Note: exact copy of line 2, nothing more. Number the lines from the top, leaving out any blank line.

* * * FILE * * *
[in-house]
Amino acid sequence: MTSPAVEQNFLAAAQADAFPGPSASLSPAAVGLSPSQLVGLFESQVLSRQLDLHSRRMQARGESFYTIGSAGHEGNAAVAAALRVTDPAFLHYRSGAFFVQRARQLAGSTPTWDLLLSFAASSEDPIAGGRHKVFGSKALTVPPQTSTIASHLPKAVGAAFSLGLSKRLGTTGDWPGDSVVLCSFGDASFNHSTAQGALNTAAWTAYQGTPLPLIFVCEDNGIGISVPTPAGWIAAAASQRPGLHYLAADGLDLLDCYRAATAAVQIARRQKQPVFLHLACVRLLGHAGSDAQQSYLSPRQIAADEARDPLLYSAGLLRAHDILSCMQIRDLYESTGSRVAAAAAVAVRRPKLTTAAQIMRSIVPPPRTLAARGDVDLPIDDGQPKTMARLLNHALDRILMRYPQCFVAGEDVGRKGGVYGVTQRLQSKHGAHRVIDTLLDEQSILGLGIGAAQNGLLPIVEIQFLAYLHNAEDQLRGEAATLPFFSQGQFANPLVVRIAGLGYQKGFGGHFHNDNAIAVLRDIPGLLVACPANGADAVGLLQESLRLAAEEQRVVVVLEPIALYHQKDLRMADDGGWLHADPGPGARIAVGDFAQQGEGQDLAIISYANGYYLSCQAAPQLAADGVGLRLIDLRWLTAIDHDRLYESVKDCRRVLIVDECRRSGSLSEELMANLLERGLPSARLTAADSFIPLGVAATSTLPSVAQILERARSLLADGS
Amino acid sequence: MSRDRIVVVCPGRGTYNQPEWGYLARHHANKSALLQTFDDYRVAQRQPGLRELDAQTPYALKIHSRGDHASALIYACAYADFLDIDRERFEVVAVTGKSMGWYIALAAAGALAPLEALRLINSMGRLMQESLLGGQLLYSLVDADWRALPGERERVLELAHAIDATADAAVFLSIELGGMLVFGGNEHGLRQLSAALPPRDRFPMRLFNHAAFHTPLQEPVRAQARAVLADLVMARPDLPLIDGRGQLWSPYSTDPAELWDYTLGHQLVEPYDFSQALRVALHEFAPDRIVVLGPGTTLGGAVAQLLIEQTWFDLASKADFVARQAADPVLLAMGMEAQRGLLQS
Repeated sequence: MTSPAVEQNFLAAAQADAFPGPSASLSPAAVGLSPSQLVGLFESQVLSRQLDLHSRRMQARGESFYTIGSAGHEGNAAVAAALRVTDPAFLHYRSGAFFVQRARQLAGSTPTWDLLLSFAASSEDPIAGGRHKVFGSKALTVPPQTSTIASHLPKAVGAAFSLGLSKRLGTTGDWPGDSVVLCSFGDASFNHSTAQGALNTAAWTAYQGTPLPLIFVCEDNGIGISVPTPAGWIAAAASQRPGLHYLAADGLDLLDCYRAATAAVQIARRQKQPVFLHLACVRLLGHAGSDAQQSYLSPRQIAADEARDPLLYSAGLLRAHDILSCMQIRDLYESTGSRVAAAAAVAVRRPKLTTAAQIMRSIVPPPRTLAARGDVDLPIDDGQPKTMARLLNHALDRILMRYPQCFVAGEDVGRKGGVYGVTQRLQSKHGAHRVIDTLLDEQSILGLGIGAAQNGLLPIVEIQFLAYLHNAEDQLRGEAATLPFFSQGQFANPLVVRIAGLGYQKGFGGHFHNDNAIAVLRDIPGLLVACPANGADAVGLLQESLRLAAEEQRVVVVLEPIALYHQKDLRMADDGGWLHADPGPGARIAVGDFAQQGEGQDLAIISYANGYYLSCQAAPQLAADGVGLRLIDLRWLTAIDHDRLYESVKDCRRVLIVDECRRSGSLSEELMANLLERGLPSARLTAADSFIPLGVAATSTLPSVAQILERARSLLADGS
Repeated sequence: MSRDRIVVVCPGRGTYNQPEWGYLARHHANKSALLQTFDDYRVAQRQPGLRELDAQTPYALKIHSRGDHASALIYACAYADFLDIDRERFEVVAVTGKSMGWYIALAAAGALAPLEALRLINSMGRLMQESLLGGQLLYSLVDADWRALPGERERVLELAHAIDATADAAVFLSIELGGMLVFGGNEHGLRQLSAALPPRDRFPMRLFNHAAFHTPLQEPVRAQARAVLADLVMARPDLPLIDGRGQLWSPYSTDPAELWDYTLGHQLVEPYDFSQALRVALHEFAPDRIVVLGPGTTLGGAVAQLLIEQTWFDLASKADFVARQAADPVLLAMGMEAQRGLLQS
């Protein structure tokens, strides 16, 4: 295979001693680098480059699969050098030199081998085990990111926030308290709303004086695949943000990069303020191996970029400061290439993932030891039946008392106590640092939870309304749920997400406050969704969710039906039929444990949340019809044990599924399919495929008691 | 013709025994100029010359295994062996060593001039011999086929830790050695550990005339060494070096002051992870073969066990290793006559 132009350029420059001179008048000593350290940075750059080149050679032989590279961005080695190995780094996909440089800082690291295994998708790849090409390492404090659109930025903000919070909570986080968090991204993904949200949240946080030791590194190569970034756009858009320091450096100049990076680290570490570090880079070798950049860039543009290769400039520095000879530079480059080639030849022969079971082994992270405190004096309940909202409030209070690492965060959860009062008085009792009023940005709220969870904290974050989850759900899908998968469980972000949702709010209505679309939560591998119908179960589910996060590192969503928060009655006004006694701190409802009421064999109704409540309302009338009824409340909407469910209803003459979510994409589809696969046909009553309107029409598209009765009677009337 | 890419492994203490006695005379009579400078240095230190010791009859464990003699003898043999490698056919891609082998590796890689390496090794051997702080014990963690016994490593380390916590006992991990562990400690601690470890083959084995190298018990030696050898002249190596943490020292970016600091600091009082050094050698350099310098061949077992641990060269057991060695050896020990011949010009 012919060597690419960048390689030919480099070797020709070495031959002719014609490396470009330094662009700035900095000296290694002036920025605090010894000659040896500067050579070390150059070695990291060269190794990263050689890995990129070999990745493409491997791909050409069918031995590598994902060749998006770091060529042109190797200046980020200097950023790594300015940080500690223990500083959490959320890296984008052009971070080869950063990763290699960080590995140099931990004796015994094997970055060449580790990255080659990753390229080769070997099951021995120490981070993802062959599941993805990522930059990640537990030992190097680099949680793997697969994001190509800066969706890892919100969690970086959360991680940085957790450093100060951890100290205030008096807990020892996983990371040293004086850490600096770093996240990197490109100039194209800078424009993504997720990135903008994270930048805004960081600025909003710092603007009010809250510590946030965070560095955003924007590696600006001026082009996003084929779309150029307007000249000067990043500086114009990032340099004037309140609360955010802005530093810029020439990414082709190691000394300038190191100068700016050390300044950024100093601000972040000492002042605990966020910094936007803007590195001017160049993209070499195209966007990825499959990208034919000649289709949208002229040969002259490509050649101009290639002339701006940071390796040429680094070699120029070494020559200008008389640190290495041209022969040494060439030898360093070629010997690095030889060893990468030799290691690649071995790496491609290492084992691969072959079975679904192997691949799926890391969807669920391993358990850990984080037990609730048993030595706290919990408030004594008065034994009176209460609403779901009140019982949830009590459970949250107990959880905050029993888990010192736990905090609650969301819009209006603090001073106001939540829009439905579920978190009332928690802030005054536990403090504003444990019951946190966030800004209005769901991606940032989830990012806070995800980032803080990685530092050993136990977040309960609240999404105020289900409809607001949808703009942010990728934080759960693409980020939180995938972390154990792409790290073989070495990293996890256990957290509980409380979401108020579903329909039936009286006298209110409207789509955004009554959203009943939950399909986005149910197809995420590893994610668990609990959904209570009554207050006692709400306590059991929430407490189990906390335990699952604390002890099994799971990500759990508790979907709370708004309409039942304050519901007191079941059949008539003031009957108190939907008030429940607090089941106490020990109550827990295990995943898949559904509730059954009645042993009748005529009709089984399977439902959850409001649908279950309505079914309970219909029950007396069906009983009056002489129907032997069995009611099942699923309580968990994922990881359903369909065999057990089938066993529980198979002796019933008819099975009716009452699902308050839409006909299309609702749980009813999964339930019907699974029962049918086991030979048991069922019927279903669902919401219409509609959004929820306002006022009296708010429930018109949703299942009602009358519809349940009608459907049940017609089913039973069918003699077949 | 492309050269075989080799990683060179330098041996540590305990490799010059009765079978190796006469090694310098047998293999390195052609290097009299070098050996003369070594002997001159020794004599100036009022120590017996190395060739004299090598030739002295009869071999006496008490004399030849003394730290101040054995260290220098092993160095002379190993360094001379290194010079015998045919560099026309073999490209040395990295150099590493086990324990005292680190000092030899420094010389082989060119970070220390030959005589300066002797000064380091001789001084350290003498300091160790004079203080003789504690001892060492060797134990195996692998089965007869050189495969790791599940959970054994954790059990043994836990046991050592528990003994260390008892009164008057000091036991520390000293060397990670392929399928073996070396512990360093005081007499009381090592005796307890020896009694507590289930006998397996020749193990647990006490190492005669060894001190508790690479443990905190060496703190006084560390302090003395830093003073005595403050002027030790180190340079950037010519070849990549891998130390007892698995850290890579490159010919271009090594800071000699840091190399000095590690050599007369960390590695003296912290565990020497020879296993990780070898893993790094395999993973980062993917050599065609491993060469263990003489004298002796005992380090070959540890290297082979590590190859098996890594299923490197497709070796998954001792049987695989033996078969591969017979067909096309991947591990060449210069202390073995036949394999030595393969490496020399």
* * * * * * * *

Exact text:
Amino acid sequence: MTSPAVEQNFLAAAQADAFPGPSASLSPAAVGLSPSQLVGLFESQVLSRQLDLHSRRMQARGESFYTIGSAGHEGNAAVAAALRVTDPAFLHYRSGAFFVQRARQLAGSTPTWDLLLSFAASSEDPIAGGRHKVFGSKALTVPPQTSTIASHLPKAVGAAFSLGLSKRLGTTGDWPGDSVVLCSFGDASFNHSTAQGALNTAAWTAYQGTPLPLIFVCEDNGIGISVPTPAGWIAAAASQRPGLHYLAADGLDLLDCYRAATAAVQIARRQKQPVFLHLACVRLLGHAGSDAQQSYLSPRQIAADEARDPLLYSAGLLRAHDILSCMQIRDLYESTGSRVAAAAAVAVRRPKLTTAAQIMRSIVPPPRTLAARGDVDLPIDDGQPKTMARLLNHALDRILMRYPQCFVAGEDVGRKGGVYGVTQRLQSKHGAHRVIDTLLDEQSILGLGIGAAQNGLLPIVEIQFLAYLHNAEDQLRGEAATLPFFSQGQFANPLVVRIAGLGYQKGFGGHFHNDNAIAVLRDIPGLLVACPANGADAVGLLQESLRLAAEEQRVVVVLEPIALYHQKDLRMADDGGWLHADPGPGARIAVGDFAQQGEGQDLAIISYANGYYLSCQAAPQLAADGVGLRLIDLRWLTAIDHDRLYESVKDCRRVLIVDECRRSGSLSEELMANLLERGLPSARLTAADSFIPLGVAATSTLPSVAQILERARSLLADGS